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HARRISBURG — Gov. Tom Corbett said Friday he wants some indication from the federal government within a week on whether it will waive a requirement that tens of thousands of Pennsylvania children switch from a state-subsidized health insurance program to Medicaid.
The Corbett administration has not formally requested an exemption from the U.S. Department of Health and Human Services, but Corbett said in his latest letter to Secretary Kathleen Sebelius that the lack of an answer is creating operational challenges for the state.
Under the new federal health care law, states must expand the eligibility limits of Medicaid for children, ages 6 to 19, beginning in 2014, though the Pennsylvania program already provides coverage to those children.
Community Legal Services of Philadelphia, a nonprofit advocacy group for the poor, estimates that 40,000 children out of about 187,000 covered by the Children’s Health Insurance Program, or CHIP, must be moved to Medicaid beginning in 2014.
The group and other advocates say children are better off under Medicaid anyway because its coverage is more comprehensive than CHIP.
But a spokeswoman for the Republican governor said the Corbett administration favors CHIP because private insurance companies play a larger role in shaping policies, and it will cost the state “a little more” overall to cover children in Medicaid than in CHIP.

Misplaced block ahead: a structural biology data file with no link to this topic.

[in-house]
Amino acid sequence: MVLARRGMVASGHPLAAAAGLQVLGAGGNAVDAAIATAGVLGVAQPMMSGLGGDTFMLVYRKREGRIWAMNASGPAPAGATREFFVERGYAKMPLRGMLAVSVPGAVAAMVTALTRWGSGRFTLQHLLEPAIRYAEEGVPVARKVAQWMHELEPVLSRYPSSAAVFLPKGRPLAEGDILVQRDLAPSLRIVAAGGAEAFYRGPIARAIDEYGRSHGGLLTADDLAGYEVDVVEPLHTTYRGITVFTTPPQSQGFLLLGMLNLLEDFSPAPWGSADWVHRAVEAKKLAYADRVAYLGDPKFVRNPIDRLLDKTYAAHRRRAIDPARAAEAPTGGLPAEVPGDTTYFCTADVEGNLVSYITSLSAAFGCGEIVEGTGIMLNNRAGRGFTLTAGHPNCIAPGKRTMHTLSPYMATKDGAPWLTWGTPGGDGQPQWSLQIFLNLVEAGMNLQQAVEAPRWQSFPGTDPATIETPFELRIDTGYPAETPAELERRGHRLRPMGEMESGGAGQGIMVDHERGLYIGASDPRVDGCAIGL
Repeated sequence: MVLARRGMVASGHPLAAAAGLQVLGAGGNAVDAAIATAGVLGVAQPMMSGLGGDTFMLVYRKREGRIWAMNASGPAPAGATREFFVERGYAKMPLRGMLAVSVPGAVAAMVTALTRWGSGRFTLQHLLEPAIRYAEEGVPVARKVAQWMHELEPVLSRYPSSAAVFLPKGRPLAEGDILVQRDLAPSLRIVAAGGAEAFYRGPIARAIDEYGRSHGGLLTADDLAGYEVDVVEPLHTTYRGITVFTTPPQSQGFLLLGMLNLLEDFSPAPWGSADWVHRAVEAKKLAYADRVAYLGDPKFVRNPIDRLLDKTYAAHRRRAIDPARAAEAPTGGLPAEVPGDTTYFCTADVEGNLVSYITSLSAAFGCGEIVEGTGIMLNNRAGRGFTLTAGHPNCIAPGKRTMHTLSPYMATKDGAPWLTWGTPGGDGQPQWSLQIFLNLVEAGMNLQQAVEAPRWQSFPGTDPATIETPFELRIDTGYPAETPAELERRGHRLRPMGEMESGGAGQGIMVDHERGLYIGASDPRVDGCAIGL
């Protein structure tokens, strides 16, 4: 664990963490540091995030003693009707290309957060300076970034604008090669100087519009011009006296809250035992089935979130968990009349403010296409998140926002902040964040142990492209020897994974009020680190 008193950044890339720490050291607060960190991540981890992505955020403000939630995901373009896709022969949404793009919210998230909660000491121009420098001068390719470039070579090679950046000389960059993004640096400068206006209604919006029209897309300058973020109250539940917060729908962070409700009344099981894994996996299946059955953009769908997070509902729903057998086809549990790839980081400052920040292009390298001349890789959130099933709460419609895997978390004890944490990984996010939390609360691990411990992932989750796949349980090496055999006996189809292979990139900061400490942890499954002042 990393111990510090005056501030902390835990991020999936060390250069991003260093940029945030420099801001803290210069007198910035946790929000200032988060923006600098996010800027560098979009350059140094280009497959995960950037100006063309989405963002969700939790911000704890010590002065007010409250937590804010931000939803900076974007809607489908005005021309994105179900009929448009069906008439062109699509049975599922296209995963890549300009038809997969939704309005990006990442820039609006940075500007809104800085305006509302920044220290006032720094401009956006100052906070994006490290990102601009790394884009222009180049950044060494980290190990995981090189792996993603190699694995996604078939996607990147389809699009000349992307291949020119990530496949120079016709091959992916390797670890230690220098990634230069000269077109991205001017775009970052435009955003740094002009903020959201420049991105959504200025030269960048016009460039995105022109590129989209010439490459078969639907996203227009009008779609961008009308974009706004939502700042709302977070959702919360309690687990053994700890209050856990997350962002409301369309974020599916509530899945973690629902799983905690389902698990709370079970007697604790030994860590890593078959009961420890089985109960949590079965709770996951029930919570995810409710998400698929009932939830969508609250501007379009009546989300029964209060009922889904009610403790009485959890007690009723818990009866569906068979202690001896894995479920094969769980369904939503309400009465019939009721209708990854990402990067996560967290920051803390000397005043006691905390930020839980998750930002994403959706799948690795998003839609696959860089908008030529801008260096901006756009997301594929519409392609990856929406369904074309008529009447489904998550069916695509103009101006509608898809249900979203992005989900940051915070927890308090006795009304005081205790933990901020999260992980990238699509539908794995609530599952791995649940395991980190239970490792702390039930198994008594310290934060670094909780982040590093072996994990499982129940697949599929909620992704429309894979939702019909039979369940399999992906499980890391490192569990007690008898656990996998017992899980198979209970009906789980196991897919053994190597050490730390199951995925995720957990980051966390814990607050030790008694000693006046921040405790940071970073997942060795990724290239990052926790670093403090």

Also, while reimbursements to doctors are higher under CHIP, Corbett has said he is concerned that doctors who accept CHIP may not accept Medicaid, thus forcing some children who must switch from CHIP to Medicaid to find a new doctor.
Still, Corbett can simply require doctors who accept CHIP to also accept Medicaid, advocates for the poor say. In any case, children routinely switch between CHIP and Medicaid, they say.
The state government gets more money from the federal government to cover a child under CHIP than it does under Medicaid, but the federal government is supposed to maintain that higher reimbursement under the new law.
Judy Solomon, vice president for health policy for the Center on Budget and Policy Priorities in Washington, D.C., said Friday she is not aware of any other governor resisting the switch, and noted that governors have known about the issue since the law passed in 2010.
“You can certainly figure out a way to do it without disruption,” Solomon said.
A Sebelius spokesman did not immediately respond Friday to questions about the agency’s position.
Corbett said he believes denying the exemption goes against last year’s Supreme Court decision upholding the 2010 federal health care law, but a Corbett spokeswoman said the administration is not looking at suing if Sebelius refuses an exemption.